Elmes, Radchenko & Aktaç, 2002
M. tamarae is probably quite localised in its distribution having being found only on high mountain meadows (2250 and 2800 m) in East Anatolia.
- 1 Identification
- 2 Distribution
- 3 Biology
- 4 Castes
- 5 Nomenclature
- 6 References
- 7 References based on Global Ant Biodiversity Informatics
Radchenko and Elmes (2010) - A member of the excelsa complex of the lobicornis species group, and most resembles Myrmica transsibirica differing from it by its somewhat coarser rugosity on the frons, having not more than 10 sinuous rugae between the frontal carinae level with the eyes vs. > 13 in M. transsibirica.
Keys including this Species
- Key to Myrmica of East Europe, West Siberia, northern Kazakhstan, Caucasus, Asia Minor, Turkmenistan and Iran
Erzurum Province, Turkey (East Anatolia).
Distribution based on Regional Taxon Lists
Distribution based on AntMaps
Distribution based on AntWeb specimens
Check data from AntWeb
Males have yet to be collected.
The following information is derived from Barry Bolton's New General Catalogue, a catalogue of the world's ants.
- tamarae. Myrmica tamarae Elmes, Radchenko & Aktaç, 2002: 165, figs. 34-43 (w.q.) TURKEY. See also: Radchenko & Elmes, 2010: 302.
Unless otherwise noted the text for the remainder of this section is reported from the publication that includes the original description.
Head slightly longer than broad, with convex sides, straight occipital margin, and rounded occipital corners. Anterior clypeal margin prominent, rounded medially. Frontal carinae feebly curved, frons quite wide. Lateral portion of clypeus raised into sharp ridge in front of antennal insertions (like in Tetramorium Mayr - this very uncommon feature for genus Myrmica was previously recorded only from two Far Eastern species). Antennal scape relatively long, sharply curved at its base, upper surface of bend usually angulate, but sometimes only sharply rounded, with no vertical lobe or dent. Mandibles with 7-9 teeth.
Alitrunk with weakly convex promesonotal dorsum; promesonotal suture indistinct from above; metanotal groove very shallow or totally absent. Propodeal spines relatively short, acute, straight, not curving downwards, wide at base, projecting backwards at an angle not less than 45°, divergent (seen from above). In profile, petiole short and high, its anterior surface concave, node with short, very feebly convex dorsum. Postpetiole somewhat higher than long, with convex dorsum. Spurs on middle and hind tibiae well developed and distinctly pectinate.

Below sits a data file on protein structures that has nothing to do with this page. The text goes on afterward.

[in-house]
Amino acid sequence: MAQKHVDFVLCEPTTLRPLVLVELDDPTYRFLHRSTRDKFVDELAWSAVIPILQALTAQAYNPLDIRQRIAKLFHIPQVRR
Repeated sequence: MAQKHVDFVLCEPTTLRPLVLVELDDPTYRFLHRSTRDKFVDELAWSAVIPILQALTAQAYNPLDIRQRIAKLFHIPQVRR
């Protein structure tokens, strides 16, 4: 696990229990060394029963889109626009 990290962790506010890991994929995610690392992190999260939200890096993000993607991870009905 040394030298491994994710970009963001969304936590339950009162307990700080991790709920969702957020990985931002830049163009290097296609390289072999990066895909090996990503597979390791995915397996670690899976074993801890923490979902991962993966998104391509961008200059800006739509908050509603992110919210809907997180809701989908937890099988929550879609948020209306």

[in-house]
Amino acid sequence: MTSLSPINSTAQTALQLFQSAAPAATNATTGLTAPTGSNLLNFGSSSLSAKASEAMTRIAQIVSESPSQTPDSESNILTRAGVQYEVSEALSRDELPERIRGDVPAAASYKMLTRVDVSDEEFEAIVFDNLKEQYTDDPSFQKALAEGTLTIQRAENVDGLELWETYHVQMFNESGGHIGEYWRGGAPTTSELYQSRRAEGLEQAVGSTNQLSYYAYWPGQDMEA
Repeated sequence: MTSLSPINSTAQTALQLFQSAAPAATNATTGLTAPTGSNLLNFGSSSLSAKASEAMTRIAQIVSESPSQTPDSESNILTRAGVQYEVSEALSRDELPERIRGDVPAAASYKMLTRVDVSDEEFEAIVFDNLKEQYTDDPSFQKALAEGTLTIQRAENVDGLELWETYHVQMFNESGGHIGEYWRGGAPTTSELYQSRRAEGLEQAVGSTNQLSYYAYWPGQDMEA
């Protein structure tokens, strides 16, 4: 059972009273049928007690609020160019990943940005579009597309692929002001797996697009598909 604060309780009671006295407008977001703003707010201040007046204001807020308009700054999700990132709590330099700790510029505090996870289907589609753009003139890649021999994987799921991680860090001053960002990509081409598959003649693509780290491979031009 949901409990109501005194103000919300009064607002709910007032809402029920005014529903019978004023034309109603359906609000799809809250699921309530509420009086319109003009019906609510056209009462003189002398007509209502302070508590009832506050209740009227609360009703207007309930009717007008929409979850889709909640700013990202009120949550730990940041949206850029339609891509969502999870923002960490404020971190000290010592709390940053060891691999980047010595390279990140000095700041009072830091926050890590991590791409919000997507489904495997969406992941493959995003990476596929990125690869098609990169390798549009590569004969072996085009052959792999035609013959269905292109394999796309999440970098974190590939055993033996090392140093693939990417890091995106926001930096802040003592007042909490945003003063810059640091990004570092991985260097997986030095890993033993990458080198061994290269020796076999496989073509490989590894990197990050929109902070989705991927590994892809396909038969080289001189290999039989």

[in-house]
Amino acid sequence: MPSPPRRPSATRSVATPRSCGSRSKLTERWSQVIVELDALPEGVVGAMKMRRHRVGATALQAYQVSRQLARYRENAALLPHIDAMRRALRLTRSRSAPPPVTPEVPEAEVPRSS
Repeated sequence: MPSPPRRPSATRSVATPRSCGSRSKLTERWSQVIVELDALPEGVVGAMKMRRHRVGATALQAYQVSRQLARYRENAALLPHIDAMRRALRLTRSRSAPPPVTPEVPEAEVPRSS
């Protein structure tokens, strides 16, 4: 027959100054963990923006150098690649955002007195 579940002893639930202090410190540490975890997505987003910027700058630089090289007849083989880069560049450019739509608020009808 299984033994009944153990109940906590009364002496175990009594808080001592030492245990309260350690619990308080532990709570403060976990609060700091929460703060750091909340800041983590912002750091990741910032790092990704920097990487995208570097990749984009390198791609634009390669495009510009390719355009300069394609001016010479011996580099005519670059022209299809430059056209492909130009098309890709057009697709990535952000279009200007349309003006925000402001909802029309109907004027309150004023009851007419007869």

Head dorsum with quite coarse sculpture; frons between the frontal carinae level with the eyes with not more than 10 sinuouse rugae; rear (upper) half of head dorsum with reticulation; frontal triangle longitudinally rugose; clypeus with coarse longitudinal rugae. Antennal sockets surrounded by distinct rugae. Alitrunk with longitudinal, partly sinuous rugae. Petiolar and postpetiolar nodes with longitudinally-concentric rugae. Surfaces between rugae on the body smooth and shiny.
Hear margins and alitrunk dorsum with abundant, slightly curved, erect to suberect hairs; antennal scape and tibiae with short suberect hairs. The overall colour dark brownish-red, appendages somewhat lighter.
Holotype, w, Turkey, Erzurum Region, Palandoken dag, alt. 2250 m, No. 2140, 25.ix.1979, leg. N. Aktac; (Edirne); paratypes: 15 w, 1 q from the nest of holotype; 16 w, the same locality, date and collector, alt. 2800 m, No. 2142 (Edirne, Warsaw, Kiev, Elmes).
Dedicated to Tamara Radchenko, wife of Alexander Radchenko.
- Elmes, G.W., Radchenko, A.G. & Aktaç, 2002. Four new Myrmica species from Turkey. Annales Zoologici (Warszawa) 52: 157-171. (page 165, figs. 34-43 worker, queen described)
- Radchenko, A.G. & Elmes, G.W. 2010. Myrmica ants of the Old World. Fauna Mundi 3: 1-789.
References based on Global Ant Biodiversity Informatics
- Borowiec L. 2014. Catalogue of ants of Europe, the Mediterranean Basin and adjacent regions (Hymenoptera: Formicidae). Genus (Wroclaw) 25(1-2): 1-340.
- Radchenko A. G., and G. W. Elmes. 2010. Myrmica ants (Hymenoptera: Formicidae) of the Old World. Fauna Mundi 3. Warsaw: Natura Optima Dux Foundation, 790 pp.